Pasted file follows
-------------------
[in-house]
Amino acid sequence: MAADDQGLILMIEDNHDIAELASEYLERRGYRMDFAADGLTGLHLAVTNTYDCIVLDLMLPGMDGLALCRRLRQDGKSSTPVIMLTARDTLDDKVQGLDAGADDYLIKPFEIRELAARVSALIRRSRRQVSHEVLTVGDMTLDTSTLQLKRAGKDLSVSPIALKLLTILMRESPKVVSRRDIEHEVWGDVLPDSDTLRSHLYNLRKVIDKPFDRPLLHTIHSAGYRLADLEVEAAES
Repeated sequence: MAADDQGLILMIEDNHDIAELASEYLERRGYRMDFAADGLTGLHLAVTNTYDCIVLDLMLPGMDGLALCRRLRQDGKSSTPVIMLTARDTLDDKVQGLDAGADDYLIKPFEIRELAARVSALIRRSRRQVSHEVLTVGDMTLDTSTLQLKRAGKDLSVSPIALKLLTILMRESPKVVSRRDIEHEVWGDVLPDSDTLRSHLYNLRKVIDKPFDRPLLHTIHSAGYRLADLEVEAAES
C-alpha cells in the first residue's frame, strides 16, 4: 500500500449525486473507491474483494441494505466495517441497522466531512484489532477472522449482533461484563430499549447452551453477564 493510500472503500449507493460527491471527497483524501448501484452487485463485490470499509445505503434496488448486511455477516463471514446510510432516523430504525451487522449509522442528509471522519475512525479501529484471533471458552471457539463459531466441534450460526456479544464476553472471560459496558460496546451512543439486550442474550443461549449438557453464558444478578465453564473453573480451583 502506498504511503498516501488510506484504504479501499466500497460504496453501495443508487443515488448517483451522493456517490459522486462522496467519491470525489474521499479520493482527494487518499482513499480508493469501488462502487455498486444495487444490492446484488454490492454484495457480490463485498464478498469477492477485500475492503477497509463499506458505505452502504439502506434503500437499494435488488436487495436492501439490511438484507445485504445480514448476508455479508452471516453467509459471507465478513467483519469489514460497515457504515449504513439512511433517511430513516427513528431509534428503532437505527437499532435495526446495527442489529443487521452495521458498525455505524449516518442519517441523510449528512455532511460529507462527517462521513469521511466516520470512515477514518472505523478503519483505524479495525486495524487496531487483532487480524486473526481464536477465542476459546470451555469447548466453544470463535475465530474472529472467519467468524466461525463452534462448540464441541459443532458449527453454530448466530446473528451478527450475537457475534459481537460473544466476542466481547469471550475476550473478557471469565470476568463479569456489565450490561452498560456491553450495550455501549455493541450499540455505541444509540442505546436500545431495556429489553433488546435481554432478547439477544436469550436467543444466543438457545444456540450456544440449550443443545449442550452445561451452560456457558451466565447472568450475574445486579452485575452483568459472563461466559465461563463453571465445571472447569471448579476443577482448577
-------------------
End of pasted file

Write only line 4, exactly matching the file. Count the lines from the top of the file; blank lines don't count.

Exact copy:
C-alpha cells in the first residue's frame, strides 16, 4: 500500500449525486473507491474483494441494505466495517441497522466531512484489532477472522449482533461484563430499549447452551453477564 493510500472503500449507493460527491471527497483524501448501484452487485463485490470499509445505503434496488448486511455477516463471514446510510432516523430504525451487522449509522442528509471522519475512525479501529484471533471458552471457539463459531466441534450460526456479544464476553472471560459496558460496546451512543439486550442474550443461549449438557453464558444478578465453564473453573480451583 502506498504511503498516501488510506484504504479501499466500497460504496453501495443508487443515488448517483451522493456517490459522486462522496467519491470525489474521499479520493482527494487518499482513499480508493469501488462502487455498486444495487444490492446484488454490492454484495457480490463485498464478498469477492477485500475492503477497509463499506458505505452502504439502506434503500437499494435488488436487495436492501439490511438484507445485504445480514448476508455479508452471516453467509459471507465478513467483519469489514460497515457504515449504513439512511433517511430513516427513528431509534428503532437505527437499532435495526446495527442489529443487521452495521458498525455505524449516518442519517441523510449528512455532511460529507462527517462521513469521511466516520470512515477514518472505523478503519483505524479495525486495524487496531487483532487480524486473526481464536477465542476459546470451555469447548466453544470463535475465530474472529472467519467468524466461525463452534462448540464441541459443532458449527453454530448466530446473528451478527450475537457475534459481537460473544466476542466481547469471550475476550473478557471469565470476568463479569456489565450490561452498560456491553450495550455501549455493541450499540455505541444509540442505546436500545431495556429489553433488546435481554432478547439477544436469550436467543444466543438457545444456540450456544440449550443443545449442550452445561451452560456457558451466565447472568450475574445486579452485575452483568459472563461466559465461563463453571465445571472447569471448579476443577482448577